Via Culture Digitally.
This looks like an interesting read by Brooke Erin Duffy. Although I know what Duffy calls here “aspirational work” is popular, I have been a bit surprised by how many of our students at Exeter actively do this kind of work – mostly fashion vlogging. I have had at least one dissertation on the topic for each of the last three years and many of the videos produced for my final year option module draw on these themes. Those I’ve spoken to are acutely aware of the nuances of the negotiations of different norms and values – ‘authenticity’ and getting paid don’t always sit well together it seems.
I hope I have the chance to check out this book so I can actually learn more about what I can only vaguely sketch (perhaps wrongly) at the moment, I hope some of those who read this will too…
Via Tony Sampson.
“VIRAL/GLOBAL Popular Culture and Social Media: An International Perspective” The University of Westminster Communication and Media Research Institute (CAMRI), Sept 13th 2017
13 September 2017
|Time:||9:00am to 7:00pm|
|Location:||309 Regent Street Regent Campus, 309 Regent Street, London W1B 2HW – View map|
Conference organised by the Communication and Media Research Institute (CAMRI)
- Nancy Baym
- Emily Keightley
- Dave Morley (TBC)
- Tony D Sampson
- Paddy Scannell
This interdisciplinary conference aims to examine how and why everyday popular culture is produced and consumed on digital platforms. There is increasing interest in studying and discussing the linkages between popular cultural and social media, yet there exist important gaps when comparing such cultural phenomena and modes of consumption in a global, non-west-centric context. The conference addresses a significant gap in theoretical and empirical work on social media by focusing on the politics of digital cultures from below and in the context of everyday life. To use Raymond Williams’s phrase, we seek to rethink digital viral cultures as ‘a whole way of life’; how ‘ordinary’, everyday digital acts can amount to forms of ‘politicity’ that can redefine experience and what is possible.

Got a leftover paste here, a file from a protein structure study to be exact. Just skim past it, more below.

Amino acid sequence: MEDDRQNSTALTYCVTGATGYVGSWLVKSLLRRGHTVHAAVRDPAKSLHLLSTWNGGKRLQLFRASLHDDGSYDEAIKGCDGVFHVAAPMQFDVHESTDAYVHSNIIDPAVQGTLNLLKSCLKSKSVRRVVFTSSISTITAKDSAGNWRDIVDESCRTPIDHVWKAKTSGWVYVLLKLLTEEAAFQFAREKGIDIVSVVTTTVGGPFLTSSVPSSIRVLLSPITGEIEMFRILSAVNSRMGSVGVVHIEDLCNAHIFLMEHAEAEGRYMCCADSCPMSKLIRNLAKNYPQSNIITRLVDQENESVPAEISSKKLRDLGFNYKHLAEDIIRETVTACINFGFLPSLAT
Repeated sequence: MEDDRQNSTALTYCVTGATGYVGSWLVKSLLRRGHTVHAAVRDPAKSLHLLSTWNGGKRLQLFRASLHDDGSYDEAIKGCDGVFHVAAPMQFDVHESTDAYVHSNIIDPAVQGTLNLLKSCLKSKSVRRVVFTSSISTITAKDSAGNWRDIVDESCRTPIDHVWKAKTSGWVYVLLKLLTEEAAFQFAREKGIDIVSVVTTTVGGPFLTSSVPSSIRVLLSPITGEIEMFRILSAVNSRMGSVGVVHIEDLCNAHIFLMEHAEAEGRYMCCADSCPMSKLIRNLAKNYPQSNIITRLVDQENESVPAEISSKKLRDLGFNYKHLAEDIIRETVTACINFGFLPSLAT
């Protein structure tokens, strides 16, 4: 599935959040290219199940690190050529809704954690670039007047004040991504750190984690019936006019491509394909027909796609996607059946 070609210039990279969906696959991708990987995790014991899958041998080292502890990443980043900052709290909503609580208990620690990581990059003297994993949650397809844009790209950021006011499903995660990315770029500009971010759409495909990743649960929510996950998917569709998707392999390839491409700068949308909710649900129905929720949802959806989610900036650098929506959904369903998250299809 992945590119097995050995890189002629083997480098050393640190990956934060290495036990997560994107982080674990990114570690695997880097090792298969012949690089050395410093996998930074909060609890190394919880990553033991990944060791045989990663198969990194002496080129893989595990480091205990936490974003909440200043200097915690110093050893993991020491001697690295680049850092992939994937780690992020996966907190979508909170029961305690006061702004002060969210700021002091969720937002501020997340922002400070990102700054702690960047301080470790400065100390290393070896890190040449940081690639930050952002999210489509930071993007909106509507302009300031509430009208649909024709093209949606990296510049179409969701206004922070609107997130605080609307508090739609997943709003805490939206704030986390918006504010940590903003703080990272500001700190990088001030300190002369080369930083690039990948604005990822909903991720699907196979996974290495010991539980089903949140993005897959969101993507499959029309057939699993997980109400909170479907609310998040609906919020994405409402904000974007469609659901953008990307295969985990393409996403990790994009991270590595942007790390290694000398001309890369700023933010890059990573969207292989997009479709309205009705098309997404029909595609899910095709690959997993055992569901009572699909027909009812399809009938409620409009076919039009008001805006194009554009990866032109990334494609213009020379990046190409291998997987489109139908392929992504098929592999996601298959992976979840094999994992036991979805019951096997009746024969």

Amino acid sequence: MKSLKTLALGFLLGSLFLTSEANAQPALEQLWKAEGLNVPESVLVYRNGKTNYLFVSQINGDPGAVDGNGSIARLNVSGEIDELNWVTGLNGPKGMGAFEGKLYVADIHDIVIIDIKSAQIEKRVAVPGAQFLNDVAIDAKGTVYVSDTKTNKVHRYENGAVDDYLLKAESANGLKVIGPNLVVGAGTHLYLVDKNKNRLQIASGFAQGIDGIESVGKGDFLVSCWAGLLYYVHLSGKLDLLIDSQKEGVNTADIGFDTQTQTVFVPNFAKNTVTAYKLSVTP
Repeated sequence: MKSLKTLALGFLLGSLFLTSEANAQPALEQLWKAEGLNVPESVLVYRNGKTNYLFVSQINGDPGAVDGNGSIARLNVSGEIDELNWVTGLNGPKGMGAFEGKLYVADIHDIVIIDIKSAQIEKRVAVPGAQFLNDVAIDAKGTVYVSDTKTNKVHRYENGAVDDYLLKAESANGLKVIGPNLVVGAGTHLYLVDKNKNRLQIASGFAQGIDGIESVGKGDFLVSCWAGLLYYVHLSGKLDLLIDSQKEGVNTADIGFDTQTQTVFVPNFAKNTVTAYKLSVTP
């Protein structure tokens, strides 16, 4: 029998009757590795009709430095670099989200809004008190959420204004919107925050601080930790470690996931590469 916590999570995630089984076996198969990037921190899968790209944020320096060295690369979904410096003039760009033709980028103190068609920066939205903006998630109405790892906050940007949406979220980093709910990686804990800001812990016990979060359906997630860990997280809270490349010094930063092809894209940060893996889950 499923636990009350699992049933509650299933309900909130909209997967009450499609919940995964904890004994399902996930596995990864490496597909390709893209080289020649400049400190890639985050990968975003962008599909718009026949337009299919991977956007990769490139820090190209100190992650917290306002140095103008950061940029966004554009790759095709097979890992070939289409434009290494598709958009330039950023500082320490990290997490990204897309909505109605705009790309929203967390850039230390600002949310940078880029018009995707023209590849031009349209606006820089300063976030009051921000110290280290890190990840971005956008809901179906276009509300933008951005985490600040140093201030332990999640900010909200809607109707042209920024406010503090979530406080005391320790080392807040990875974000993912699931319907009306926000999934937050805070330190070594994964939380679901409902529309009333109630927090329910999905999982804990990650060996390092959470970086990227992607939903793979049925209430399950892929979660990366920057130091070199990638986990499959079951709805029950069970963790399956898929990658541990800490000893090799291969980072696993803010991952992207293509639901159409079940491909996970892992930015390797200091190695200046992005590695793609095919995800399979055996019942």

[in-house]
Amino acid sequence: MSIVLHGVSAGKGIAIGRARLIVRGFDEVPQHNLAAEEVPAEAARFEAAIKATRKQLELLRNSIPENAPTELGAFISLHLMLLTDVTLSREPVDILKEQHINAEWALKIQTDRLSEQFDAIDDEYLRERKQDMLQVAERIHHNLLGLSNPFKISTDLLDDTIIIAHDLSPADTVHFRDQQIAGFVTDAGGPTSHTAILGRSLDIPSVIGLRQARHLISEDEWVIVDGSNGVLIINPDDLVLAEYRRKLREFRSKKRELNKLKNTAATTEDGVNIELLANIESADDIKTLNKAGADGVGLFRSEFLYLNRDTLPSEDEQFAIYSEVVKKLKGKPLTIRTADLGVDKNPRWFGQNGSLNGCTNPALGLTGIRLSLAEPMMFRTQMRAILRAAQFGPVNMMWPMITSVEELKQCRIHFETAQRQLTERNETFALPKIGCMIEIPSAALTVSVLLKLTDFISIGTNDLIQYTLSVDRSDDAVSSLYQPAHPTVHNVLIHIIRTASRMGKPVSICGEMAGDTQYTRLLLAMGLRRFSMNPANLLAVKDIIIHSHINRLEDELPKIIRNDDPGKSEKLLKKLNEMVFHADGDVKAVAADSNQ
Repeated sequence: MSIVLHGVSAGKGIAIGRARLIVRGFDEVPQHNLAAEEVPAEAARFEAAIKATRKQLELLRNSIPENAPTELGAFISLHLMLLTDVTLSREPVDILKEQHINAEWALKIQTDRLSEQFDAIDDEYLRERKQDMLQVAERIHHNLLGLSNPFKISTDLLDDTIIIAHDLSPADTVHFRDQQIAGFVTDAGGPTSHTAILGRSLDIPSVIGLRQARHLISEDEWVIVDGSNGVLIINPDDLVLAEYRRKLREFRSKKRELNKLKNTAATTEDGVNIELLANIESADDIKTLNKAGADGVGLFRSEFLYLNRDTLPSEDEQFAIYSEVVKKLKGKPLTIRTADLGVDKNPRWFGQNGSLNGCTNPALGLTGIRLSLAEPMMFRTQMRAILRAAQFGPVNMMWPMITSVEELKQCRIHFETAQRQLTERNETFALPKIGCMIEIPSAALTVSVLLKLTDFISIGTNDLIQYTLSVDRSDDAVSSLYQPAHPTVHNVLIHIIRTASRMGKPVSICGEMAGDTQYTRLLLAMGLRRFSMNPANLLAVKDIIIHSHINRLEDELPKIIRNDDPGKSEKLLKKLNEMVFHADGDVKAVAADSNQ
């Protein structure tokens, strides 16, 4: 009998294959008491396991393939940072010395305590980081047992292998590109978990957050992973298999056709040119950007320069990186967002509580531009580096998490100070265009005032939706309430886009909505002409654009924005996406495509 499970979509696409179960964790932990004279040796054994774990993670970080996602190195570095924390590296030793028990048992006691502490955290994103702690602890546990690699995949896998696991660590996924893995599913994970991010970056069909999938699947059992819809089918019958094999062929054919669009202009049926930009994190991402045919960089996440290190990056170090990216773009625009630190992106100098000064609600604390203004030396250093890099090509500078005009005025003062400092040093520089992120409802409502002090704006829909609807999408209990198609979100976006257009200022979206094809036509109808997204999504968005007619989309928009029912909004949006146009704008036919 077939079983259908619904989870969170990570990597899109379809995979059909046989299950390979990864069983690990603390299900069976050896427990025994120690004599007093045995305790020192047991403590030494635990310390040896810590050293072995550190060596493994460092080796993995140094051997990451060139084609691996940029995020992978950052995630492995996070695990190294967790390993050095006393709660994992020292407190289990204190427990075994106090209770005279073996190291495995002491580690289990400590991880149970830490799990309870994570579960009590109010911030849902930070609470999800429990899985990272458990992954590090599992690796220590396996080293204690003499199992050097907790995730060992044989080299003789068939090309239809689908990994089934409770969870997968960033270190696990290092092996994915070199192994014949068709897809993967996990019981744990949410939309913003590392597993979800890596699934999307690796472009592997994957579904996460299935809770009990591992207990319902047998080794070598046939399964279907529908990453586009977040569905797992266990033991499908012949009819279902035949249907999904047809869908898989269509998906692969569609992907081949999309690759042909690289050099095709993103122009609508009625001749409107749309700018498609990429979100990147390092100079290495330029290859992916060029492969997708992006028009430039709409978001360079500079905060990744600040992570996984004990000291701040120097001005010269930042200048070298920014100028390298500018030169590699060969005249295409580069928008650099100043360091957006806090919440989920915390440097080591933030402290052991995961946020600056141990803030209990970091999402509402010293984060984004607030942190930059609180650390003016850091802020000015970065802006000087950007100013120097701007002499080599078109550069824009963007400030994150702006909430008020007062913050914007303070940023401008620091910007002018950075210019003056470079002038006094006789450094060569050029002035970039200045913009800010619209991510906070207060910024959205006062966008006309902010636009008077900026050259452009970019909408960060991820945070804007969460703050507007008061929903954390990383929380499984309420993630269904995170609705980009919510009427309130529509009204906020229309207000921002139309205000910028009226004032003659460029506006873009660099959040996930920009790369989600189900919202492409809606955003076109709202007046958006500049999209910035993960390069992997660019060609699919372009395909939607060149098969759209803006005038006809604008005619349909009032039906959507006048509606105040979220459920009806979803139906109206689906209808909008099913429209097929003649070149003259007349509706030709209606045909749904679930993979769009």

The conference will examine how social media users engage with cultural products in digital platforms. We will also be assessing how the relationship between social media and popular cultural phenomena generate different meanings and experiences.
The conference engages with the following key questions:
- How do online users in different global contexts engage with viral/popular cultures?
- How can the comparative analysis of different global contexts help us contribute to theorising emergent viral cultures in the age of social media?
- How do viral digital cultures redefine our experience of self and the world?